“I want to give my community the world, through my food,” says owner and founder Immar Ayala. 

    Ayala grew up on the Southeast Side, but his story begins in El Salvador. 

    His mother came to the states to escape that country’s civil war, and brought her oldest son and daughter so they wouldn’t be recruited. Ayala was left behind, to be raised by his grandmother and supporting relatives. And while separated from his mother and older siblings his grandmother taught him to cook. 

    As a child, Ayala was curious.  While his grandmother cooked, he often  asked her questions.. The popular expression “the way to someone’s heart is through their stomach” goes even further with him. “I’ve worked with some of the greatest chefs, and I will always miss my grandmother’s food. I miss her baking, nothing can compare to the bread she’s made.”

    Once he was able to come to the states, he attended both elementary and high school in South Chicago. Then at the age of seventeen Ayala started his career in the food industry. From waiting tables, to lying about being a cook, to becoming a cook, then sous chef, his experience is one full of grit and heart. He has cooked in some of the best restaurants in Chicago, New York, and Singapore, and was even offered a job in Abu Dhabi, but he wanted to come back to the community to give everything he’s learned. This is what he means when he says “I want to give my community the world.” With a menu that includes specialty fries like truffle-Parmesan, eight-hour smoked Cubanos, and an array of fresh tender burgers, he’s delivering. Consider trying the best burger from the Southeast Side; you won’t regret it.

    Chi Burgerbabi, 10148 S. Ewing Ave. Tuesday–Friday, 11:30am–8pm, Saturday 12:30pm–8:30pm, Sunday 3pm–8:30pm. (773) 964-1314

  • Best Donut Shop: Chico’s Oven

    Located in the Bush, the northeast section of South Chicago, on 83rd and Houston, takeout-only Chico’s Oven offers sweet treats that are bound to improve any visit to Russell Square Park, an afternoon walk, or commute to the Metra Electric 83rd St. Station. Walking up to the takeout window at Chico’s is always a joy, especially on weekend trips to the park with my nieces. In addition to the fluffiest donuts in South Chicago, they feature bolillo sandwiches on housebaked rolls and pizza, which comes very close to New York-style pizza (noteworthy if you’re a fan like me).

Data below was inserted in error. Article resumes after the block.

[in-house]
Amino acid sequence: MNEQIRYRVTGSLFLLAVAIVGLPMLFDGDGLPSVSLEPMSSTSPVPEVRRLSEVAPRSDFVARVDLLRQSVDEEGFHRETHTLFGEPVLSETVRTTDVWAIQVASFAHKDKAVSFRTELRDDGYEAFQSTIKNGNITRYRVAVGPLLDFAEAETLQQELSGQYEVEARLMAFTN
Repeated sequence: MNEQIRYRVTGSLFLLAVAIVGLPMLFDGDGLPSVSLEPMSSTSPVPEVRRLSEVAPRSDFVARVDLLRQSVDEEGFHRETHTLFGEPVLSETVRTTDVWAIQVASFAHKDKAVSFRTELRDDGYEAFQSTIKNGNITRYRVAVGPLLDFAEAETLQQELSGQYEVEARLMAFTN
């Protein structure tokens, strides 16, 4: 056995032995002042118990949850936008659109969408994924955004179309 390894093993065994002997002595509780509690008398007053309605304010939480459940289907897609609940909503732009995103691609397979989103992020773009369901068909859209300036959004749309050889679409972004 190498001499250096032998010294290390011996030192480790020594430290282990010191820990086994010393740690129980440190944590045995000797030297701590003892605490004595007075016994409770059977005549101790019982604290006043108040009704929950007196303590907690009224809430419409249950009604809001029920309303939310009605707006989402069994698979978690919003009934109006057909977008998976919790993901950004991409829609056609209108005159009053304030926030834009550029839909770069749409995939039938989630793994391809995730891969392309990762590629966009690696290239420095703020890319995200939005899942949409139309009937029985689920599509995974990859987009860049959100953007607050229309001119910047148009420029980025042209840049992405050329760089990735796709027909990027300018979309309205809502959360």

The business holds a family history that reflects the legacy of South Chicago’s steelworkers. Jorge Perez  Sr. worked swing shifts at the mill, and owned the family grocery store and bakery for twenty-eight years, until his son bought it from him in the mid-90s. Today Jorge “Chico” Perez Jr.—who also works in economic development—serves up recipes his father learned as a baker in Mexico to honor him. As a Chicago Community Development Grant May 2022 finalist, Chico’s Oven is looking forward to improvements that will renovate and expand the family-owned bakery, opening up to the possibility of an expanded menu and increased customer base.

    Chico’s Oven, 3023 E. 83rd St.  Saturday–Sunday, 11am–5 pm. 773-756-2328,

Join the Conversation


  1. Great to read about the old neighborhood I grew up inSouth Chicago was a great place to raise your children good schools and jobs . Bessemer Park and Calumet Park were great places your kids could join and learn sports. I really miss them days .

  2. I love the community! I live inn South Shore but often visit Commercial Avenue. Immaculate Conception is an oasis in the community and has a great history contributing to the peace in the city. Dulce Cafe across from IC is a special coffee shop. People bond with one another in South Chicago.

  3. I lived at 8312 Greenbay across the Street from US Steel . Surrounded by Employee Parking Lots believe me I still have Nightmares of living there. With a Constant Light Orange Dust failing on Us from The Mill . That stuff killed many people including my Mom . It was not Plesant to look at that Mill 24 7 I can tell you stories about living there that are not very Delightful